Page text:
After six years of being 'Closed for business,' everything seems to indicate that the iconic Buenos Aires confitería La Ideal will reopen its doors next week.
The historic venue at 300 Calle Suipacha, near the corner of Avenida Corrientes, close to rival confiterías Del Molino, Las Violetas, Tortoni, La Giralda and La Puerto Rico, among others, was the best expression of the local gastronomic world for a good part of the first decades of the last century. It represents, like few others, the spirit of porteñidad.
Although some minor details still need to be completed, the ongoing works will not prevent the reopening of the emblematic confitería porteña, first founded in 1912 by the Spanish merchant Manuel Rosendo Fernández.
According to architect Alejandro Pereiro, the man responsible for the remodelling and enhancement of the space, it “will not be a flashy reopening.”
“The style of the new owners is to open the doors as if they had been closed the day before,” said Pereiro, adding that it is their normal way of doing things.
“You have to keep in mind that this space generates a lot of expectations. The idea is to avoid an unnecessary flood" of people, he told Perfil.
In a sign of the interest awoken by the iconic coffee and cake shop's reopening, when the journalistic team from this newspaper made its visit to the premises last week, there were repeated inquiries from passersby and the curious about whether La Ideal was ready to receive customers and, if not, when it would re-open.
In accordance with the plan for the reopening, initially only the ground floor of the place will be in use, which has space for just over 150 customers.
“The idea is to take the pulse of the operation of the confitería and then open the first floor. Between the two floors, a total of 350 people can enter,” said Pereiro, one of the managers of the Pereiro-Cerrotti & Asociados architecture studio.
Among the different elements that have been restored are the furniture, French chandeliers, the cedar boiserie, Italian stained glass windows, bronzes, marble and display cabinets, as well as the ceiling and its gold-leaf detail. Some of the elements that had disappeared over the years were also recovered, such as the classic lanterns in front of the building on Calle Suipacha (in this case they are replicas) and the bronze coats of arms, which will now hang on the interior of the main hall. In this case, replicas will also be placed on the front of the building.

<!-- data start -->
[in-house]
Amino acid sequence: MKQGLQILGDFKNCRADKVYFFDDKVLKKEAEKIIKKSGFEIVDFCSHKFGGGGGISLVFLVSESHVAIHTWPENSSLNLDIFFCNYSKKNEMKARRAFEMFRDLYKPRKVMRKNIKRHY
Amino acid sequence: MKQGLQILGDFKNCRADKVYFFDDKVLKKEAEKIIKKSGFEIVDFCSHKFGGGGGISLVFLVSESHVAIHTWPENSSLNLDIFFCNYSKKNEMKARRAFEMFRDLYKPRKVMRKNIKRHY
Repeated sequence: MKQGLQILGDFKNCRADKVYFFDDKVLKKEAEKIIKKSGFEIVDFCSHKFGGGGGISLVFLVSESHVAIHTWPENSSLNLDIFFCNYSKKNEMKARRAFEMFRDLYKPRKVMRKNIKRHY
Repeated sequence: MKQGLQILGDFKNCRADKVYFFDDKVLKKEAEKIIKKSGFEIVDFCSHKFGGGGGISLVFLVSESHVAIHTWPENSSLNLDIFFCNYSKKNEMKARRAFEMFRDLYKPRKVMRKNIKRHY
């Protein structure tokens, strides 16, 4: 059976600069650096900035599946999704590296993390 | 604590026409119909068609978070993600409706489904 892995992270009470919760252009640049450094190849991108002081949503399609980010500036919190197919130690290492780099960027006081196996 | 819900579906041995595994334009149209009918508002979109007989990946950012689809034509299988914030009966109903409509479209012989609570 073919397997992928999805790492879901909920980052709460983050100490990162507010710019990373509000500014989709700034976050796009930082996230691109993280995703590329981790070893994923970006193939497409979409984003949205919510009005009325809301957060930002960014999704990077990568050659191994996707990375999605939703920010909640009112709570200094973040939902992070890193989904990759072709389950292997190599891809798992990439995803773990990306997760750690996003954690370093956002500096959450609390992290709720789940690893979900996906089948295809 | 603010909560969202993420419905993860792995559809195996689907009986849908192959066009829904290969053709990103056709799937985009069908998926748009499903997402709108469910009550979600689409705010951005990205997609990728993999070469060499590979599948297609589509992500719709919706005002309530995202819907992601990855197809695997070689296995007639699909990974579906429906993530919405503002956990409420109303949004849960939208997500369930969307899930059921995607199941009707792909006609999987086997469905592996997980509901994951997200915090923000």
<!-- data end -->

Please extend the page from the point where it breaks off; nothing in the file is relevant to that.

In addition to the work carried out inside the building, the recovery of the stained glass window on the roof of the building was one of the main tasks. The challenge was taken on by María Paula Farina Ruiz, one of the most renowned stained glass restorers in the country.
During a talk in the main room, Pereiro also highlighted the recovery of the cedar boiserie that decorates the walls of the main room. “It was completely disassembled to later consolidate its parts. The woods were polished and treated with hot natural waxes. This task was carried out over a year by a team of 10 people. In the case of the columns that are in the main hall, they underwent laboratory work until the original colour was found, since they had nine layers of paint on top,” the architect pointed out.
Pereiro's studio was also in charge of the work to restore the value of La Puerto Rico. “The only furniture that was added was a bench in the centre of the room, under the stained glass window. A blindex laminated glass railing was also installed around the ceiling void on the upper floor,” said the professional.
“The porteños and tourists who visit this space will find a world-class confitería, both for its architectural quality and for the gastronomic service it will offer. In addition, it will serve as an example to have an idea of what old Buenos Aires was like at that time,” explained Pereiro, the architect who finally gave back life to one of the City's most iconic tearooms.
La Puerto Rico, closer to opening its doors
Another Buenos Aires confitería that is also in its final stage of redevelopment works is the La Puerto Rico confectionery, the iconic tearoom at 400 Calle Alsina.
In this case, the construction work is being developed by the same studio of architects who worked on the restoration of La Ideal: Pereiro – Cerrotti & Asociados.
In the first stage of the works, the premises' original façade was restored, in which the traditional red letters bearing the name of the notable bar stand out. Then, experts continued work inside the venue.
Although it was a much smaller job than La Ideal, in which work was carried out across a space of 2,500 m2, La Puerto Rico, founded in 1887, will reopen its doors in the not-too distant future for customers and regulars to return to enjoy a tasty coffee roasted on sight – the specialty of the house.
In this case, and as Pereiro explained, "customers will once again enjoy roasting on sight."